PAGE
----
Sunday, February 11, 2018

14012: BHM 2018—RAM MLK WTF 2.

Advertising Age published follow-up reporting on the Ram Super Bowl commercial featuring voiceover duties by Dr. Martin Luther King Jr. that drew quick criticism for its cultural cluelessness. Dodge Ram defended the execution, insisting it had received approval from the civil rights leader’s estate. The King Center, however, stated having no involvement in the scenario. The sad part is, while MultiCultClassics is categorizing this mess under BHM 2018, it’s very likely that no one at Dodge Ram even knows February is Black History Month.

Ram Defends Super Bowl Ad, Says Martin Luther King Estate Approved it

By E.J. Schultz

Fiat Chrysler Automobiles on Sunday night defended a polarizing Super Bowl ad for its Ram brand that used a Martin Luther King Jr. speech delivered 50 years ago. The spot drew criticism on social media immediately after it aired in the game’s second quarter. Some observers knocked it for being tone deaf. But the company said it worked in collaboration with Martin Luther King Jr.’s estate on the spot.

“It is 50 years to the day that Dr. Martin Luther King Jr. gave such a tremendous speech about the value of service. Ram was honored to have the privilege of working with the Estate of Martin Luther King Jr. to celebrate those words during the largest TV viewing event annually,” the company stated. “We worked closely with the representatives of the Martin Luther King Jr. estate to receive the necessary approvals and estate representatives were a very important part of the creative process every step of the way.”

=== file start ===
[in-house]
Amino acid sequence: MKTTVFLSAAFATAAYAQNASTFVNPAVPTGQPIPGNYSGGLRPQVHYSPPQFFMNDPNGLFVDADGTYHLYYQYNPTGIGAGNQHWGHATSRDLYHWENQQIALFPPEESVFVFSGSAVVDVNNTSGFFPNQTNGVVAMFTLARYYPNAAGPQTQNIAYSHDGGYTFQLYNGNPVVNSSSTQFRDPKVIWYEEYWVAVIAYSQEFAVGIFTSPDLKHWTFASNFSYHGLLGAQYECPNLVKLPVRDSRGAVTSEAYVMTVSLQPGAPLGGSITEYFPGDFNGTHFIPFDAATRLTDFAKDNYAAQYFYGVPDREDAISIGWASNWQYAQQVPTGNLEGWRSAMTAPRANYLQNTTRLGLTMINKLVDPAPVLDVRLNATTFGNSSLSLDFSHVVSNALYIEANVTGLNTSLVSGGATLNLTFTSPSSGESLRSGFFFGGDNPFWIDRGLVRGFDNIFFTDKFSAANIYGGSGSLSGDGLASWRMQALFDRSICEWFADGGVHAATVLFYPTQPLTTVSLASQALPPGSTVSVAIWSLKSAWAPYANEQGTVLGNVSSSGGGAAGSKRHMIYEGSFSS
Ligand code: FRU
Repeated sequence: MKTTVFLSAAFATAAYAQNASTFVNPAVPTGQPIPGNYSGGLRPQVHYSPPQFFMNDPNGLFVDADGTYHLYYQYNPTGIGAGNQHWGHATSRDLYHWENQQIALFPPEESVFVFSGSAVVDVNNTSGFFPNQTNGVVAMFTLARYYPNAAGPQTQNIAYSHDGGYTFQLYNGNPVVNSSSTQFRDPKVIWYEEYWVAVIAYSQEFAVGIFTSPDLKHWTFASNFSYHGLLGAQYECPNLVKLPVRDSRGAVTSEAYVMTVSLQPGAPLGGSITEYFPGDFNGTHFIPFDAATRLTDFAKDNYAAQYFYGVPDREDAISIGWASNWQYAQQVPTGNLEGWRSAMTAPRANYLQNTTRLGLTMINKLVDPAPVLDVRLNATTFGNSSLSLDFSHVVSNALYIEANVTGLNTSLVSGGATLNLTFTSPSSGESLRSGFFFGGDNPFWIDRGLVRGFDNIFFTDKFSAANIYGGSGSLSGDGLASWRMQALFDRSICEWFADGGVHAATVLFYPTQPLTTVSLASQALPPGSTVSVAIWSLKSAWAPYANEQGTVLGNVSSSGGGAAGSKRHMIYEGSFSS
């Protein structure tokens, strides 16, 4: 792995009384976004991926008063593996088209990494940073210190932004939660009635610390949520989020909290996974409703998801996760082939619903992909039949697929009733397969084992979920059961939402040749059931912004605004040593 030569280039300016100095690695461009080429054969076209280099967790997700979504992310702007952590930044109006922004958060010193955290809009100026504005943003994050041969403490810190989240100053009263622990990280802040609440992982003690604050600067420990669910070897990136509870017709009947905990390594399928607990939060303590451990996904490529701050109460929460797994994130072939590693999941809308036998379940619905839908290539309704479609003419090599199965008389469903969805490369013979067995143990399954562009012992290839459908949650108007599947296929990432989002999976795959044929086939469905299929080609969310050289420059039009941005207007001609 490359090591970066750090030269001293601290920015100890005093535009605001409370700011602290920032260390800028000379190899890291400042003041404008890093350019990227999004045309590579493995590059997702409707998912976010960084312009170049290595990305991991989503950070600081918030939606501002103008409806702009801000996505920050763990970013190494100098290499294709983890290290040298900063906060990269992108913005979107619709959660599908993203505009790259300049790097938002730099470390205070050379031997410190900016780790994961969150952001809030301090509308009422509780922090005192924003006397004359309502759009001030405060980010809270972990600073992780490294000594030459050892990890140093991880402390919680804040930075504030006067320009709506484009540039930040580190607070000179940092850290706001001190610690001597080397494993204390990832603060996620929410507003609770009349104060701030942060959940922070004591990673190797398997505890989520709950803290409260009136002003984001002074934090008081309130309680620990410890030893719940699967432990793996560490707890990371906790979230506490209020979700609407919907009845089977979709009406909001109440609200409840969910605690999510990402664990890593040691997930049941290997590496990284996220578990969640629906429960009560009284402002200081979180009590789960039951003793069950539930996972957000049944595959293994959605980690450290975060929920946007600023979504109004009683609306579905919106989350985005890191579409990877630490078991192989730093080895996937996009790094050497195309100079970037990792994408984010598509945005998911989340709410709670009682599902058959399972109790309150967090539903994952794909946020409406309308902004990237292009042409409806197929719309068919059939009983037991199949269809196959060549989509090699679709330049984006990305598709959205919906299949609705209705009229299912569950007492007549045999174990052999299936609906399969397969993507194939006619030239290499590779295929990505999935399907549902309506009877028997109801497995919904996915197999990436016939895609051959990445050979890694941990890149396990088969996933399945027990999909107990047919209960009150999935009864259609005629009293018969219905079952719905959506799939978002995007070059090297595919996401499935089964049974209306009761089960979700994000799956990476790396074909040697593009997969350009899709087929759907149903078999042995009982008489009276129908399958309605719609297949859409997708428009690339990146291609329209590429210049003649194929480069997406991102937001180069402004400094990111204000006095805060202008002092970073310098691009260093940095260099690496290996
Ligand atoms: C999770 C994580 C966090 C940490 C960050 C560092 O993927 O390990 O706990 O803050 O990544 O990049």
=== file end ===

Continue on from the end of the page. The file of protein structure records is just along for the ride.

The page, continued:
As the ad was being assailed on Twitter, another entity, The King Center, made it clear it had nothing to do with it. The center was founded by King’s wife, Coretta Scott King, as a living memorial to the civil rights icon.

The ad, by a Chicago-based boutique ad agency called Highdive, used the audio of an MLK speech delivered on Feb. 4, 1968, against a montage of everyday people, along with shots of the Ram 1500 truck. The ad sought to portray a message of service. On its website, Ram plugs “Ram Nation,” an organization of Ram owners that engages in service projects.

But some people found the ad tasteless.

But other people came to Ram’s defense.

Ram is not the first automaker to incorporate Reverend King in an ad. General Motors in 2006 used him, along with images of Muhammad Ali and others in a spot for its Chevy Silverado. Mercedes-Benz also used footage of King in a 2010 ad.

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